Scientists at the Children's Research Hospital St. Jude identified genetic variations in four genes that are associated with an increased risk of acute lymphoblastic leukemia (ALL) in children of Hispanic origin. The study appears today in the journal Blood.
Genome is the ERG, a transcription factor, which is also mutated in leukemia cells of some patients with ALL. In this study, the researchers identified a heritable genetic variation in ERG, which contribute to all of the risks, especially among Hispanic children. This germline variants, carried in cells throughout the body, rather than the previously reported somatic mutations in cancer cells.
ALL is the most common childhood cancer, and Hispanic children, the highest incidence. They are also less likely than other children to survive.
"The better we understand the biology underlying these differences, the more we have a chance to develop more effective treatments for different groups of patients and more effective methods for tracking and monitoring the risk of disease," - said the corresponding author June D. Young , Ph.D. , An associate member of the Program of hematologic malignancies at the University of St. Jude's cancer and the Department of pharmaceutical Sciences.
Pedigree and risks
This study was conducted in collaboration with the Children's Oncology Group and one of the largest research focused on Latin American patients with ALL. Yang and his colleagues compared the common genetic variation in 940 genetically defined patients with ALL Hispanics registered in the clinical trials, and 681 people with the same origin without a diagnosis of ALL.
Ethnicity was determined on the basis of genetic variation representative of the European, African and Indian descent. Latin American ethnicity was defined as the presence of more than 10 percentage variations of the genes of Native Americans, as well as the presence of a larger number of variations of the genes of the Native Americans than African.
The researchers confirmed previous findings that genetic variation in the high-risk ARID5B, GATA3 and PIP4K2A more common in children of Hispanic origin and associated with an increased chance of developing ALL. The researchers also identified the high-risk variation in ERG, which have been associated with an increased risk of ALL 1.56 times the children of Hispanic origin. According to Yang said, the individual risk is still low.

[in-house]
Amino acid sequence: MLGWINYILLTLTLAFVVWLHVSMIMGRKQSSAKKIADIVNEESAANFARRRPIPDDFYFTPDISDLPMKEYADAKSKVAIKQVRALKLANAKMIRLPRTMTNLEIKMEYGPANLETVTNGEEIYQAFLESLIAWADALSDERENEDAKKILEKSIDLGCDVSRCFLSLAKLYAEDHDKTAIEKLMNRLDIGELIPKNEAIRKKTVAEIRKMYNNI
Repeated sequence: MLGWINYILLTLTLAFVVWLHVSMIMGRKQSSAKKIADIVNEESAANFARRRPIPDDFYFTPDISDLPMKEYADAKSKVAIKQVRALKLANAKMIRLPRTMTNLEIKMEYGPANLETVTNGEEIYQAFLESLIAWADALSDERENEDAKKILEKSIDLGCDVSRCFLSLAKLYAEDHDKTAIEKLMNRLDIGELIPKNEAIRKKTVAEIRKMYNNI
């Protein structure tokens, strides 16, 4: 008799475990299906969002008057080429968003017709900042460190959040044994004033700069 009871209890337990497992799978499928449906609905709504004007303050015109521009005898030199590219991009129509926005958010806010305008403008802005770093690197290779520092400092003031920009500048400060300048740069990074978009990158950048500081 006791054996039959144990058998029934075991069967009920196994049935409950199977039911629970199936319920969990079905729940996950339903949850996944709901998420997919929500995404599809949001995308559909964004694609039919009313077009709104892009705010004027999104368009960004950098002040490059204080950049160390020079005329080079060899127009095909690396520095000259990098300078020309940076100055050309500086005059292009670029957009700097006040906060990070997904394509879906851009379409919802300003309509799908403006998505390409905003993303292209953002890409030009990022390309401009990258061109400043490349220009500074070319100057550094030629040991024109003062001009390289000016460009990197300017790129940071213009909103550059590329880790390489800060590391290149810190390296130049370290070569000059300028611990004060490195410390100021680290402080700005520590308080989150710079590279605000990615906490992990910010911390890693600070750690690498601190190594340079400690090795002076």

The risk was highest (twice) for the children with the highest percentage of Native American ancestry, and the lowest (13 percent) for children with the lowest percentage. It was amazing, Young said, because researchers have discovered genes of leukemia showed that their influence on the genetic risk is generally the same for different ancestors.
In contrast, the researchers found no significant increased risk of ALL in African-American children with high-risk variations ERG and only 12% increased risk in children of European origin.
"We found that variants of ERG at high risk are more common in Latin American children, but also have a stronger impact on Latinos," - Young said. More research is needed to understand the mechanism, including the possible unidentified environmental or other factors that may play a role.
ERG and risks
The findings also suggest that ERG is an important regulator of normal blood development as somatic mutations or variations in the germ line, which disrupt the function of genes that are currently involved in the development of leukemia. Patients with ALL of Hispanic origin in this study rarely had both germline and somatic variations ERG. Variations themselves are not overlap.